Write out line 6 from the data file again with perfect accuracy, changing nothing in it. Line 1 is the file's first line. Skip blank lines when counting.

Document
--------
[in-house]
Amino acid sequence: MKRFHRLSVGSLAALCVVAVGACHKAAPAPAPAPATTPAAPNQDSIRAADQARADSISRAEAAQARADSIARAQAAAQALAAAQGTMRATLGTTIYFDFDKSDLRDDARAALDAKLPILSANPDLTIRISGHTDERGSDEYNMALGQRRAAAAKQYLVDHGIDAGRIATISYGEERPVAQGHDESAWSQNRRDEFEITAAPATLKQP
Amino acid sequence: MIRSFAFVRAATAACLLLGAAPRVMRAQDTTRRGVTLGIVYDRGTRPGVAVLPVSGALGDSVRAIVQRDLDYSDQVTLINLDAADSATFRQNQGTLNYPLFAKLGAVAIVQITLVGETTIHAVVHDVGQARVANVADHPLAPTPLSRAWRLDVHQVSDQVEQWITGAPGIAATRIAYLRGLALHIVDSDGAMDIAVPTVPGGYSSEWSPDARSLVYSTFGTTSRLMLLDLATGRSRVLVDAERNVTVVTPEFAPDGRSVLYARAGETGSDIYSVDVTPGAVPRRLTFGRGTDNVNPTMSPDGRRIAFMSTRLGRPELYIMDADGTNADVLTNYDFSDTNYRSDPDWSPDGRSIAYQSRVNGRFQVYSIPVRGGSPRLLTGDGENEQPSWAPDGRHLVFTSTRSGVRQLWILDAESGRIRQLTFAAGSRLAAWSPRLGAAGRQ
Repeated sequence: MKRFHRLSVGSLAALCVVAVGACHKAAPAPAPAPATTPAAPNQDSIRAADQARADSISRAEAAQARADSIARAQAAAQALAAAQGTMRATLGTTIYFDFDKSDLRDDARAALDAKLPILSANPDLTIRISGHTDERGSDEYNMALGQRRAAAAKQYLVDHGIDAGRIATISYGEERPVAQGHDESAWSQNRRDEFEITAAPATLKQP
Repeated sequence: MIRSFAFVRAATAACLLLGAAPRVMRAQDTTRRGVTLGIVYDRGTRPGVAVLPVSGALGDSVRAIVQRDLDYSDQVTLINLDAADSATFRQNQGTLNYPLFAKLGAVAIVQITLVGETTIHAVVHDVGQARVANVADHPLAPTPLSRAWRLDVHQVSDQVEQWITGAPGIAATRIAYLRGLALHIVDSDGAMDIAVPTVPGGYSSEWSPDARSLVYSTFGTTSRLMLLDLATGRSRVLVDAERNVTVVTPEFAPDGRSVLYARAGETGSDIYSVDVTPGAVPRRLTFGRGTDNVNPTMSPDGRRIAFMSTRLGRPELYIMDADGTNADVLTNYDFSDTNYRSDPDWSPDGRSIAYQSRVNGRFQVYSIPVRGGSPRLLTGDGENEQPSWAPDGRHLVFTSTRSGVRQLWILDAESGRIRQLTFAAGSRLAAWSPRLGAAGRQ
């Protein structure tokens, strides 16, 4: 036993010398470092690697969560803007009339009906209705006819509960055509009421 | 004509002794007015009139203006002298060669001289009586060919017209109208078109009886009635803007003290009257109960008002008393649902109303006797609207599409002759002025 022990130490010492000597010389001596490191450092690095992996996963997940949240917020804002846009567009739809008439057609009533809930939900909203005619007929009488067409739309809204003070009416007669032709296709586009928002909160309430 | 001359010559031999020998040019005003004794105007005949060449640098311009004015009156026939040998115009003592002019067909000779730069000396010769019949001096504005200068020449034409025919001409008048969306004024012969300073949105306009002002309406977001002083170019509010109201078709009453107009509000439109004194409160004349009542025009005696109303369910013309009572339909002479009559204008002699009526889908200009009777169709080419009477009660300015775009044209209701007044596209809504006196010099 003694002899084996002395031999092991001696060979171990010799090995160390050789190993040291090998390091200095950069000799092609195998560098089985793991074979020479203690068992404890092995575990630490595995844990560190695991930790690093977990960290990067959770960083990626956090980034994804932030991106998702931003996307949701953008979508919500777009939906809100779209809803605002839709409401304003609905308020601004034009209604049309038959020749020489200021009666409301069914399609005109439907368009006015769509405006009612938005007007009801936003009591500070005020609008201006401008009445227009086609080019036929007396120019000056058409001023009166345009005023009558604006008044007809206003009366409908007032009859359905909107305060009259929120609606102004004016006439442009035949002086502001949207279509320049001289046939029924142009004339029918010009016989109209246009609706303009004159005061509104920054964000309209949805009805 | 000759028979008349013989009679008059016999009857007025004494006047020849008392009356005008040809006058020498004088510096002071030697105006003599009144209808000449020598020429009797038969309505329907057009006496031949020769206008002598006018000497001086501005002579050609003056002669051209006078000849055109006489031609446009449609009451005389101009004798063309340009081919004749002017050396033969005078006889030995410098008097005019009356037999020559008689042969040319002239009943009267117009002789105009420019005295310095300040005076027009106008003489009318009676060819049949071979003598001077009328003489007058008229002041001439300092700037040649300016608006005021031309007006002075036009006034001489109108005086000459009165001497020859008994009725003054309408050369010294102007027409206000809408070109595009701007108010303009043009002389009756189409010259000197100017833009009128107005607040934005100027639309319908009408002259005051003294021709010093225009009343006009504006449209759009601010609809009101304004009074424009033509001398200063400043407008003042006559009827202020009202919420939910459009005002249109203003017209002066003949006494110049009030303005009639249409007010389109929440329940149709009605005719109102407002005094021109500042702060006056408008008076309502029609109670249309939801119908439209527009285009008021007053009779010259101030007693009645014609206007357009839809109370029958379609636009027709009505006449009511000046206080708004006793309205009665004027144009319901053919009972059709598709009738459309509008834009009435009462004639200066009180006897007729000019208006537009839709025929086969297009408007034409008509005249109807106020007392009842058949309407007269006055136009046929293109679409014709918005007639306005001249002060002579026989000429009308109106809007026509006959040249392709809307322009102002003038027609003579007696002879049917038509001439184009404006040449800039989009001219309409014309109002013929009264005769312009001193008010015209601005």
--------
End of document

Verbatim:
């Protein structure tokens, strides 16, 4: 036993010398470092690697969560803007009339009906209705006819509960055509009421 | 004509002794007015009139203006002298060669001289009586060919017209109208078109009886009635803007003290009257109960008002008393649902109303006797609207599409002759002025 022990130490010492000597010389001596490191450092690095992996996963997940949240917020804002846009567009739809008439057609009533809930939900909203005619007929009488067409739309809204003070009416007669032709296709586009928002909160309430 | 001359010559031999020998040019005003004794105007005949060449640098311009004015009156026939040998115009003592002019067909000779730069000396010769019949001096504005200068020449034409025919001409008048969306004024012969300073949105306009002002309406977001002083170019509010109201078709009453107009509000439109004194409160004349009542025009005696109303369910013309009572339909002479009559204008002699009526889908200009009777169709080419009477009660300015775009044209209701007044596209809504006196010099 003694002899084996002395031999092991001696060979171990010799090995160390050789190993040291090998390091200095950069000799092609195998560098089985793991074979020479203690068992404890092995575990630490595995844990560190695991930790690093977990960290990067959770960083990626956090980034994804932030991106998702931003996307949701953008979508919500777009939906809100779209809803605002839709409401304003609905308020601004034009209604049309038959020749020489200021009666409301069914399609005109439907368009006015769509405006009612938005007007009801936003009591500070005020609008201006401008009445227009086609080019036929007396120019000056058409001023009166345009005023009558604006008044007809206003009366409908007032009859359905909107305060009259929120609606102004004016006439442009035949002086502001949207279509320049001289046939029924142009004339029918010009016989109209246009609706303009004159005061509104920054964000309209949805009805 | 000759028979008349013989009679008059016999009857007025004494006047020849008392009356005008040809006058020498004088510096002071030697105006003599009144209808000449020598020429009797038969309505329907057009006496031949020769206008002598006018000497001086501005002579050609003056002669051209006078000849055109006489031609446009449609009451005389101009004798063309340009081919004749002017050396033969005078006889030995410098008097005019009356037999020559008689042969040319002239009943009267117009002789105009420019005295310095300040005076027009106008003489009318009676060819049949071979003598001077009328003489007058008229002041001439300092700037040649300016608006005021031309007006002075036009006034001489109108005086000459009165001497020859008994009725003054309408050369010294102007027409206000809408070109595009701007108010303009043009002389009756189409010259000197100017833009009128107005607040934005100027639309319908009408002259005051003294021709010093225009009343006009504006449209759009601010609809009101304004009074424009033509001398200063400043407008003042006559009827202020009202919420939910459009005002249109203003017209002066003949006494110049009030303005009639249409007010389109929440329940149709009605005719109102407002005094021109500042702060006056408008008076309502029609109670249309939801119908439209527009285009008021007053009779010259101030007693009645014609206007357009839809109370029958379609636009027709009505006449009511000046206080708004006793309205009665004027144009319901053919009972059709598709009738459309509008834009009435009462004639200066009180006897007729000019208006537009839709025929086969297009408007034409008509005249109807106020007392009842058949309407007269006055136009046929293109679409014709918005007639306005001249002060002579026989000429009308109106809007026509006959040249392709809307322009102002003038027609003579007696002879049917038509001439184009404006040449800039989009001219309409014309109002013929009264005769312009001193008010015209601005």